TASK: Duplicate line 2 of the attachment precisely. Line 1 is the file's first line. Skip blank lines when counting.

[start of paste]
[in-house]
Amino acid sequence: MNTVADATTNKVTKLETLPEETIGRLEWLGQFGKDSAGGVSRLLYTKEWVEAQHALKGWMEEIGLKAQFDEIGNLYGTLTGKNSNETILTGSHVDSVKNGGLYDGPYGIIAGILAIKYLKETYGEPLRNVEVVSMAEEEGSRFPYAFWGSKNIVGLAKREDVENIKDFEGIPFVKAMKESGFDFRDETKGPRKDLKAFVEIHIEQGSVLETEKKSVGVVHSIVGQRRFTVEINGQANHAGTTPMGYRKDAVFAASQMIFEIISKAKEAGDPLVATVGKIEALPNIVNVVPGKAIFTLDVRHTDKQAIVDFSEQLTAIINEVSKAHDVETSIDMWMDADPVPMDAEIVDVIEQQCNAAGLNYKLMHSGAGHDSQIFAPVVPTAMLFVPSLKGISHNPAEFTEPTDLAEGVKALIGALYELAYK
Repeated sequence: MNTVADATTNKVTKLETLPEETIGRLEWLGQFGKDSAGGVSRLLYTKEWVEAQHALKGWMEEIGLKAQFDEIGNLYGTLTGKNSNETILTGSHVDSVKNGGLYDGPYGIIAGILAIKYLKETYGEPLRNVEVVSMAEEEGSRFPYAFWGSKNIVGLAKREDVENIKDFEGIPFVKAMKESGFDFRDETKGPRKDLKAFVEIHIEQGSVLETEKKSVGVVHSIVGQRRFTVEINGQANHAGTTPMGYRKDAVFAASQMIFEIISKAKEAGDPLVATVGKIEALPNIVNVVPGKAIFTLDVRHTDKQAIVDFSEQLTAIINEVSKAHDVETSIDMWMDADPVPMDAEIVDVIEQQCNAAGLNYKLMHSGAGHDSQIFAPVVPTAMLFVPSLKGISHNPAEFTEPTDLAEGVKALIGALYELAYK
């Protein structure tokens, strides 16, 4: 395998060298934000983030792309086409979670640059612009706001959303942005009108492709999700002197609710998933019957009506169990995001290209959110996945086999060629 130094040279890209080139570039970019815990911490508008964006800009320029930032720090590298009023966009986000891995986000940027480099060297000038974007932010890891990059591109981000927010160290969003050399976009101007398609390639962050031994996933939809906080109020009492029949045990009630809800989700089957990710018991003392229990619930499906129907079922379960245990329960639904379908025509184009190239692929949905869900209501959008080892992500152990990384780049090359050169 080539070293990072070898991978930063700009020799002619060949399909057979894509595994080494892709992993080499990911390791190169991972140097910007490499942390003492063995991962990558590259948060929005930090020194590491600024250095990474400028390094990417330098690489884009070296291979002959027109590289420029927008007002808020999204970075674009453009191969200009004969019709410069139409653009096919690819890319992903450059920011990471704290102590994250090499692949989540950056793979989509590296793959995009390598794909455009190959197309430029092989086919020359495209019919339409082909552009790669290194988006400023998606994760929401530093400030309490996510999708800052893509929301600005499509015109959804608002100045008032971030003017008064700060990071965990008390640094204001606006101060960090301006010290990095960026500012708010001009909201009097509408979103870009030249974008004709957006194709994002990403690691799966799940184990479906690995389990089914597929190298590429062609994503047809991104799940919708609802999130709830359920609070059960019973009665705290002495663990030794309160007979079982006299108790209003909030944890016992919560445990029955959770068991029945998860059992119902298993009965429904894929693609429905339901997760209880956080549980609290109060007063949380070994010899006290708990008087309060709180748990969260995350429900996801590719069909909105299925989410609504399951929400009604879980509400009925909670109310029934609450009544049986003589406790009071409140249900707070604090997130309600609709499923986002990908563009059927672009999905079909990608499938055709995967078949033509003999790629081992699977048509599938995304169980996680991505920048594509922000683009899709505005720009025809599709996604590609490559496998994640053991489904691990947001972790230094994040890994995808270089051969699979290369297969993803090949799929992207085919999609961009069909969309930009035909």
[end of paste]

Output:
Amino acid sequence: MNTVADATTNKVTKLETLPEETIGRLEWLGQFGKDSAGGVSRLLYTKEWVEAQHALKGWMEEIGLKAQFDEIGNLYGTLTGKNSNETILTGSHVDSVKNGGLYDGPYGIIAGILAIKYLKETYGEPLRNVEVVSMAEEEGSRFPYAFWGSKNIVGLAKREDVENIKDFEGIPFVKAMKESGFDFRDETKGPRKDLKAFVEIHIEQGSVLETEKKSVGVVHSIVGQRRFTVEINGQANHAGTTPMGYRKDAVFAASQMIFEIISKAKEAGDPLVATVGKIEALPNIVNVVPGKAIFTLDVRHTDKQAIVDFSEQLTAIINEVSKAHDVETSIDMWMDADPVPMDAEIVDVIEQQCNAAGLNYKLMHSGAGHDSQIFAPVVPTAMLFVPSLKGISHNPAEFTEPTDLAEGVKALIGALYELAYK